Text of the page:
Hydroxyurea - Pragmatic Reduction In Mortality and Economic burden

Can simple and affordable interventions improve the long-term survival and quality of life among children with sickle cell disease in sub-Saharan Africa?

What is this study about?

Sickle cell disease (SCD) is an inherited disorder caused by abnormal red blood cells which can lead to chronic anaemia, intermittent crises and progressive multi-organ deterioration. It is most commonly found in sub-Saharan Africa. Without treatment, SCD results in high rates of both disability and early death.  

Hydroxyurea has been shown to be safe and effective for the treatment of SCD when used in high-income countries, but the usual approach to treatment requires close laboratory monitoring to find the right dose, which is not practical or available in low-income settings. Therefore, H-PRIME will compare a high vs low dose of hydroxyurea, given pragmatically without extensive monitoring.

Since malaria and bacterial infections are widely considered to be the most common causes of early death among children with SCD in sub-Saharan Africa, H-PRIME also includes comparisons of two antimalarial and two antimicrobial regimens, in a 2x2x2 factorial design. This means that each participant is randomised in three independent comparisons:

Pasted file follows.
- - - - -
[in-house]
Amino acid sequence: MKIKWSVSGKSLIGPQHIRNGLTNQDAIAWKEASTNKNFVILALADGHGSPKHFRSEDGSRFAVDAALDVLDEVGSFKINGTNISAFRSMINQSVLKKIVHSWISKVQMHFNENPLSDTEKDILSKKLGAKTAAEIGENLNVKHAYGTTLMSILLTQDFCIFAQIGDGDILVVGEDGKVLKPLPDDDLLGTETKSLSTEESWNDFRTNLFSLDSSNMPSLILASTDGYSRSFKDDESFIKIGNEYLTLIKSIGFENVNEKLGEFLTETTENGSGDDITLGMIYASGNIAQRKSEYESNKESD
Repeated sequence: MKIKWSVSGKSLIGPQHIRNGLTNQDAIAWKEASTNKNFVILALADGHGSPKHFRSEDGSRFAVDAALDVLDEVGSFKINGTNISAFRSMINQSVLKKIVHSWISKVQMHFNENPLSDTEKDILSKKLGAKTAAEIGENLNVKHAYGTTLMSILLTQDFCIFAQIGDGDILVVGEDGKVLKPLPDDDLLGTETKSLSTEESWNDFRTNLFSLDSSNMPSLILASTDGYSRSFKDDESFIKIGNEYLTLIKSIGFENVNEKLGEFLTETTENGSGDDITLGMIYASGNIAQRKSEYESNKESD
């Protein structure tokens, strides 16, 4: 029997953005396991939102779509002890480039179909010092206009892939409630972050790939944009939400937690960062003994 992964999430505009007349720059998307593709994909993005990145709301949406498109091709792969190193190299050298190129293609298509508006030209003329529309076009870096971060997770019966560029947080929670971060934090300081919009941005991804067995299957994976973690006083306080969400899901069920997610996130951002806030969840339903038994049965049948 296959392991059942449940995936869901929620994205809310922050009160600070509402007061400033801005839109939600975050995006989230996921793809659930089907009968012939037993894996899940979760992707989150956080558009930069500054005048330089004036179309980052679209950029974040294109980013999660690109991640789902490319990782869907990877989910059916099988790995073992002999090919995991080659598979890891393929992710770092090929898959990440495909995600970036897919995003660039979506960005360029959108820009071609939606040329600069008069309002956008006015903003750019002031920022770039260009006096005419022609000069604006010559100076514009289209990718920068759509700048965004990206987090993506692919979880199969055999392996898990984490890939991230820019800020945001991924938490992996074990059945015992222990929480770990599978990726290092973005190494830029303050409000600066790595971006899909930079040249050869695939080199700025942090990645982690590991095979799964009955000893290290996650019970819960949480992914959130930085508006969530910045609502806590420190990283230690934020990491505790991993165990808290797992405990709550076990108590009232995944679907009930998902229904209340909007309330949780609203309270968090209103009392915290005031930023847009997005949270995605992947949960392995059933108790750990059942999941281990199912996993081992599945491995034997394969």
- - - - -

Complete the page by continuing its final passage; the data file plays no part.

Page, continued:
• In the first comparison, participants are randomly assigned to receive either hydroxyurea or a placebo control.
  • In the second comparison, participants are randomly assigned to receive either the current standard of care antimalarial treatment (suphadoxine-pyramethamine) or dihydroartemisinin-piperoquine.
  • In the third comparison, participants are randomly assigned to receive either the standard of care antimicrobial (penicillin) to prevent bacterial infections or cotrimoxazole.

Type of study

Randomised trial

Data Sharing

The datasets generated during from the trial will be available after publication under a controlled accessed approach on reasonable request to the trial principal investigator.

Who is funding the study?

The trial is supported by grant funding from the Joint Global Health Trials board (Medical Research Council UK), the UK Department for International Development (DFID), and the Wellcome Trust. 

When is it taking place?

The trial opened in January 2024 will run until July 2029.

Where is it taking place?

The trial is taking place across four sites in Eastern Uganda.

Who is included?

1,800 children aged 1 to 10 years with confirmed sickle cell disease.